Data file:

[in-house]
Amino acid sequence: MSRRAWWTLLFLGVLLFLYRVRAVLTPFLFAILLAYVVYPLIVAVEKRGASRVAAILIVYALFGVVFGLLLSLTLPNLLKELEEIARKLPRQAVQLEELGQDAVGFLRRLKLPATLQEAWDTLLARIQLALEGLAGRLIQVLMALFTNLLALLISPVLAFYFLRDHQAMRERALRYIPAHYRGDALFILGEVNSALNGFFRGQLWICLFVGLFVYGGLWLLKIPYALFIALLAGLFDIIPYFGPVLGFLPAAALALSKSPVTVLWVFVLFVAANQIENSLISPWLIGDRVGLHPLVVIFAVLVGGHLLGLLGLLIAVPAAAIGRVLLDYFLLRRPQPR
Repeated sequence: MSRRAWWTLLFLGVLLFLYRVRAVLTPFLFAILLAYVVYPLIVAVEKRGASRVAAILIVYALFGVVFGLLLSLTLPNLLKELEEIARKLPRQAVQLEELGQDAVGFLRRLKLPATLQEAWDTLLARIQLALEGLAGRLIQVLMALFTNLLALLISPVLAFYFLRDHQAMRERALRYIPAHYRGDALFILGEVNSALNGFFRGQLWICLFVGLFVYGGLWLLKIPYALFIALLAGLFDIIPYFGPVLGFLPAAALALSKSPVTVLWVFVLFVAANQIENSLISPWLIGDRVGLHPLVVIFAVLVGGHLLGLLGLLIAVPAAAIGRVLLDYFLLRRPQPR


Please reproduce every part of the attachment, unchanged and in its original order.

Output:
[in-house]
Amino acid sequence: MSRRAWWTLLFLGVLLFLYRVRAVLTPFLFAILLAYVVYPLIVAVEKRGASRVAAILIVYALFGVVFGLLLSLTLPNLLKELEEIARKLPRQAVQLEELGQDAVGFLRRLKLPATLQEAWDTLLARIQLALEGLAGRLIQVLMALFTNLLALLISPVLAFYFLRDHQAMRERALRYIPAHYRGDALFILGEVNSALNGFFRGQLWICLFVGLFVYGGLWLLKIPYALFIALLAGLFDIIPYFGPVLGFLPAAALALSKSPVTVLWVFVLFVAANQIENSLISPWLIGDRVGLHPLVVIFAVLVGGHLLGLLGLLIAVPAAAIGRVLLDYFLLRRPQPR
Repeated sequence: MSRRAWWTLLFLGVLLFLYRVRAVLTPFLFAILLAYVVYPLIVAVEKRGASRVAAILIVYALFGVVFGLLLSLTLPNLLKELEEIARKLPRQAVQLEELGQDAVGFLRRLKLPATLQEAWDTLLARIQLALEGLAGRLIQVLMALFTNLLALLISPVLAFYFLRDHQAMRERALRYIPAHYRGDALFILGEVNSALNGFFRGQLWICLFVGLFVYGGLWLLKIPYALFIALLAGLFDIIPYFGPVLGFLPAAALALSKSPVTVLWVFVLFVAANQIENSLISPWLIGDRVGLHPLVVIFAVLVGGHLLGLLGLLIAVPAAAIGRVLLDYFLLRRPQPR